On Saturday we went on a little day trip to the Champagne. The trip was organized by Science Accueil, the organization that helps incoming foreign researchers in our area. They were also the ones who helped us find an apartment here, and we have been to a few of their other events.
The trip started at 7 in the morning in Orsay, where we got on a very fancy bus on which we could nap until the sun came up.
The first stop was in Reims, where we visited the cathedral. It’s big and gothic and used to be the place where most of the French kings were crowned. It has very colorful windows, some of them by Marc Chagall and other modern artists. That makes for a refreshing contrast with the ancient architecture.
The Champagne is of course the region where the eponymous sparkling wine is produced, so the main attraction was a visit to a wineyard. We visited Pascal Lallement, which not to be confused with Chantal Lallement, Alain Lallement, or Juillet-Lallement. Not sure if there are other family names in the Champagne as well.
They explained to us how champagne is made. It’s made from a blend of different grapes and vintages which are first fermented in steel tanks, then blended and further fermented in the bottles. After a while, the bottles are put into racks (or, nowadays, big metal cages) with the neck pointing downwards so that the sediment from the fermentation collects in the neck. It is then removed in a process called dégorgement: The bottle’s neck is frozen to form a bit of ice enclosing the sediment, then the bottle is opened, and the ice and sediment shoot out due to the pressure that built up in the bottle. A sugary wine solution is added before the bottle is corked again and stored for another few months before sale. Here is a video where you can see a bit of this process: https://www.youtube.com/watch?v=S3DOEtgEXSY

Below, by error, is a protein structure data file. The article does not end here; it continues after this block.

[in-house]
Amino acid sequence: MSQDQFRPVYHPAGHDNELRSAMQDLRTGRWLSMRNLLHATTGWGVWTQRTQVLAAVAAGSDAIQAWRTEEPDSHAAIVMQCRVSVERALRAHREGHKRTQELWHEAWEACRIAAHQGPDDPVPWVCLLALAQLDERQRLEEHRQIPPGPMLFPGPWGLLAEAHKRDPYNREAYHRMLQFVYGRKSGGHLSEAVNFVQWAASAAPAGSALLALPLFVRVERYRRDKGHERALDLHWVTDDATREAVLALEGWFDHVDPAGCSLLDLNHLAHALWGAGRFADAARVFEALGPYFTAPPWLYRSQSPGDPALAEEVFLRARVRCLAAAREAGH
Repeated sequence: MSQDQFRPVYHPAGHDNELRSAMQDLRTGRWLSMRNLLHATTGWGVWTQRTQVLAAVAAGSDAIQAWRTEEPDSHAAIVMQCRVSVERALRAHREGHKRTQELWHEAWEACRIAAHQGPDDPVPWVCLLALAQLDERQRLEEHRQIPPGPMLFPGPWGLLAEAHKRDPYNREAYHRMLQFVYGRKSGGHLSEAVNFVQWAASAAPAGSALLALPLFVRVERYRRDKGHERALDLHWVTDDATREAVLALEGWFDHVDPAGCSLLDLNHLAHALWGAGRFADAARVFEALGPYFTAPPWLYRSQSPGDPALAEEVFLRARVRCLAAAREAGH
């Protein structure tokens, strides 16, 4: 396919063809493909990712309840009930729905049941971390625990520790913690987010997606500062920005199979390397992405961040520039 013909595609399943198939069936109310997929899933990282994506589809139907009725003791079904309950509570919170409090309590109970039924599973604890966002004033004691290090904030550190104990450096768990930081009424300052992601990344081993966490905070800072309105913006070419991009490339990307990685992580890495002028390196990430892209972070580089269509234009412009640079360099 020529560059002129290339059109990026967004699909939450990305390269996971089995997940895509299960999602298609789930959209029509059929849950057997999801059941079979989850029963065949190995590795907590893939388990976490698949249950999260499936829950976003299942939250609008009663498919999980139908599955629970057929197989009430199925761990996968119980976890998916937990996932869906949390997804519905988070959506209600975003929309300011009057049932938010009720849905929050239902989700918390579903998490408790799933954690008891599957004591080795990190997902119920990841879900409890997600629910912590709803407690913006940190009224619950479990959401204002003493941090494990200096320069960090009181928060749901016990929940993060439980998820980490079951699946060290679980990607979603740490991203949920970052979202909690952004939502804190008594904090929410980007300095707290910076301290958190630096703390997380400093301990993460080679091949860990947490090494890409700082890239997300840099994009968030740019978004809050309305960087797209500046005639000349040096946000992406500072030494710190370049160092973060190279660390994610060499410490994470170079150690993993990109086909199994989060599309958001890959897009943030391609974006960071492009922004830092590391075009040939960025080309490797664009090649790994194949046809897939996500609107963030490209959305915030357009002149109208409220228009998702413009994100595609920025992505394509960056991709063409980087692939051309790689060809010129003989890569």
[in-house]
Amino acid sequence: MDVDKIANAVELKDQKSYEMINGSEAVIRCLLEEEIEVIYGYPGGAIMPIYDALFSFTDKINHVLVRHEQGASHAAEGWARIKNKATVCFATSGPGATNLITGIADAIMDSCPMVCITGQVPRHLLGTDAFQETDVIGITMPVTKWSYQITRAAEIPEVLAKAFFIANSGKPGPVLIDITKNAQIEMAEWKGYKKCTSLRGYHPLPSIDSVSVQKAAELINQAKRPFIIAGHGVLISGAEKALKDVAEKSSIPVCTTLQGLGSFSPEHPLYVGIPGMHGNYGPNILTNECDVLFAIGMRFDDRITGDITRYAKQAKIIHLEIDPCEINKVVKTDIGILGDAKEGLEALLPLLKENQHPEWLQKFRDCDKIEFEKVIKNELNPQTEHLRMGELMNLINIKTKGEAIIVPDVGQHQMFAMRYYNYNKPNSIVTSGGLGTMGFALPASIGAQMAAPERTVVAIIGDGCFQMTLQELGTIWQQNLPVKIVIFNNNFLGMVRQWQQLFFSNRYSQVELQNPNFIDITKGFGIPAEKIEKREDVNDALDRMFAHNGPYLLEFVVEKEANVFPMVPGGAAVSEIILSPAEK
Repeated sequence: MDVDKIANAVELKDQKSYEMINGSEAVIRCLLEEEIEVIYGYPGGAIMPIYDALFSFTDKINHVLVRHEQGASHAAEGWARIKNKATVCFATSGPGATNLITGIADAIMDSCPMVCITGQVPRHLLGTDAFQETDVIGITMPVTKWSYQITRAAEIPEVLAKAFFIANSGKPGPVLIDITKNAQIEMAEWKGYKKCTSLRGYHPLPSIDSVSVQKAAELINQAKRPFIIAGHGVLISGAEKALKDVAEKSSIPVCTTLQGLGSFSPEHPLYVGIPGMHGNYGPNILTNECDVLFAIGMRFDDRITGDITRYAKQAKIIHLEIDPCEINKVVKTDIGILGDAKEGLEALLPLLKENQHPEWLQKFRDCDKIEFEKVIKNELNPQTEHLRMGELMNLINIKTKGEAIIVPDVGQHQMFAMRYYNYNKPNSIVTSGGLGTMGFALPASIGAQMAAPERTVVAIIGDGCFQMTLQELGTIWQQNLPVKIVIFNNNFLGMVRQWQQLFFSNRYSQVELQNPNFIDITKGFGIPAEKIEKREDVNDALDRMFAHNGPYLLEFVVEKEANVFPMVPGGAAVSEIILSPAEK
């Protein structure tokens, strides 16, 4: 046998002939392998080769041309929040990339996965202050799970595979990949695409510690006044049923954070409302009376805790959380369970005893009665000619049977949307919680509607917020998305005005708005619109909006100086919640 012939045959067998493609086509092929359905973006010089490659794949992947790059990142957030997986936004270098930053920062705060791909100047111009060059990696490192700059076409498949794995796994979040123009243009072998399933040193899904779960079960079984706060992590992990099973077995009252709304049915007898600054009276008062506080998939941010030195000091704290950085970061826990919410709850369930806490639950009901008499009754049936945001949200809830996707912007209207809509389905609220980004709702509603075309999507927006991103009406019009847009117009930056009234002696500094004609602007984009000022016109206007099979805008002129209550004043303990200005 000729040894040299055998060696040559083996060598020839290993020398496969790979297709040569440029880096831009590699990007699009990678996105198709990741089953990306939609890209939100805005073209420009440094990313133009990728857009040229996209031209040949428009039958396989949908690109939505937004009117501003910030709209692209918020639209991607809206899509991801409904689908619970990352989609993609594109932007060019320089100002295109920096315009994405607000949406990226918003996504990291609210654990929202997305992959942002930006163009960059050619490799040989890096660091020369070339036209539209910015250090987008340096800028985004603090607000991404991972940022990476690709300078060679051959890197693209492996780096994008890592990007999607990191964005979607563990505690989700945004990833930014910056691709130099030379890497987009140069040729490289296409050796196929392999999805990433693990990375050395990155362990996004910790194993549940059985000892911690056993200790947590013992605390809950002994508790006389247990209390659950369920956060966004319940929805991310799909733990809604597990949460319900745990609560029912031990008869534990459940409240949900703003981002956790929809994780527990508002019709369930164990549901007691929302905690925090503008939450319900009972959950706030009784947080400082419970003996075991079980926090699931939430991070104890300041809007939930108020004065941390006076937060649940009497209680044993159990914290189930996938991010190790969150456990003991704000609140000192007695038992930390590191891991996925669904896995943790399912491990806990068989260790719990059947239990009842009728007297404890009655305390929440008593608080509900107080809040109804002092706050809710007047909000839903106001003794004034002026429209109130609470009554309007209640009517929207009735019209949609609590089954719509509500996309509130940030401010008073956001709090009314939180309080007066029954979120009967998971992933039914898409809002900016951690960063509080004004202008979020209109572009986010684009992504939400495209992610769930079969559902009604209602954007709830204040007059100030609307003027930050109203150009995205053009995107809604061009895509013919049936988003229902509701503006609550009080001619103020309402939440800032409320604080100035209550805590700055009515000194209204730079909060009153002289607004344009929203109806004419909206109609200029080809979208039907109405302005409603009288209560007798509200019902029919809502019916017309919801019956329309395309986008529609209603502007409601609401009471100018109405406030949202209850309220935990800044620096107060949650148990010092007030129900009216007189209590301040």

After the explanations we got to taste and buy some champagne. We also bought a bottle of ratafia, which is a kind of fortified wine made with leftover grape juice and pomace brandy. It’s supposed to be good as an aperitif; we’ll see.
We then had lunch at the winery. It had been announced as accompanied by traditional folk music. This turned out to be an old man with a keyboard (and a decorative, but unused, accordion). He first played what might be described politely as “easy listening”, and later… erm… French “party hits”. There was dancing by middle-aged French ladies who had had exactly one glass too many. The Science Accueil organizer was very embarrassed. We found that it was rather like family gatherings in the Austrian countryside and concluded that all this was probably authentic, even if “traditional” might make you expect something else.
Finally, we went on a short boat trip on the Marne river. It was uneventful, but we chatted with some nice people, and Verena’s Pokémon Go collected several valuable kilometers.